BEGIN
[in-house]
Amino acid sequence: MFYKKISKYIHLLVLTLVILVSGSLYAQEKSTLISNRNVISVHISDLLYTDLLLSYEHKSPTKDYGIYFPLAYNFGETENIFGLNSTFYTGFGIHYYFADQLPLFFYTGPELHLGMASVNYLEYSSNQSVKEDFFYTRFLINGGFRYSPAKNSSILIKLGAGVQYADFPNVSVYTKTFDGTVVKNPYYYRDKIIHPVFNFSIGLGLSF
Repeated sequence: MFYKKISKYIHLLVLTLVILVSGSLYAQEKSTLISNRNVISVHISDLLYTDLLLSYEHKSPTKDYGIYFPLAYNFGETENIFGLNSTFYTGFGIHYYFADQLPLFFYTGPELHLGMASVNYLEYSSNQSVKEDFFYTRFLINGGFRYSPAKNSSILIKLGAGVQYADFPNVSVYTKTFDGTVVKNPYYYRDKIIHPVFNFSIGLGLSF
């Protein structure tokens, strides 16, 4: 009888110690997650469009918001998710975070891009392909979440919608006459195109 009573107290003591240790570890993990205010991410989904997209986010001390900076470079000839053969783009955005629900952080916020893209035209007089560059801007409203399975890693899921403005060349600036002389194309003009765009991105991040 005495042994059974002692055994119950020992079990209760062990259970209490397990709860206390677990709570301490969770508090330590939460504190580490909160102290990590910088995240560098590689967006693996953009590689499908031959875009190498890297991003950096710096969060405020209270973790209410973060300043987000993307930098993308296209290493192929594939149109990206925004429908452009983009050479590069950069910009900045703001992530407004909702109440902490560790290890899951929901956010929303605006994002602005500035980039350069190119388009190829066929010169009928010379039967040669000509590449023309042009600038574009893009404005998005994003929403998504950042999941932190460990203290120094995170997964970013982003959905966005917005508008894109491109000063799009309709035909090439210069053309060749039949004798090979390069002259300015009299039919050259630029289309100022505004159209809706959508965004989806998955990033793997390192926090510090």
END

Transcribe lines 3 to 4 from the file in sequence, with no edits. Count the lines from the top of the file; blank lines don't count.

Repeated sequence: MFYKKISKYIHLLVLTLVILVSGSLYAQEKSTLISNRNVISVHISDLLYTDLLLSYEHKSPTKDYGIYFPLAYNFGETENIFGLNSTFYTGFGIHYYFADQLPLFFYTGPELHLGMASVNYLEYSSNQSVKEDFFYTRFLINGGFRYSPAKNSSILIKLGAGVQYADFPNVSVYTKTFDGTVVKNPYYYRDKIIHPVFNFSIGLGLSF
């Protein structure tokens, strides 16, 4: 009888110690997650469009918001998710975070891009392909979440919608006459195109 009573107290003591240790570890993990205010991410989904997209986010001390900076470079000839053969783009955005629900952080916020893209035209007089560059801007409203399975890693899921403005060349600036002389194309003009765009991105991040 005495042994059974002692055994119950020992079990209760062990259970209490397990709860206390677990709570301490969770508090330590939460504190580490909160102290990590910088995240560098590689967006693996953009590689499908031959875009190498890297991003950096710096969060405020209270973790209410973060300043987000993307930098993308296209290493192929594939149109990206925004429908452009983009050479590069950069910009900045703001992530407004909702109440902490560790290890899951929901956010929303605006994002602005500035980039350069190119388009190829066929010169009928010379039967040669000509590449023309042009600038574009893009404005998005994003929403998504950042999941932190460990203290120094995170997964970013982003959905966005917005508008894109491109000063799009309709035909090439210069053309060749039949004798090979390069002259300015009299039919050259630029289309100022505004159209809706959508965004989806998955990033793997390192926090510090």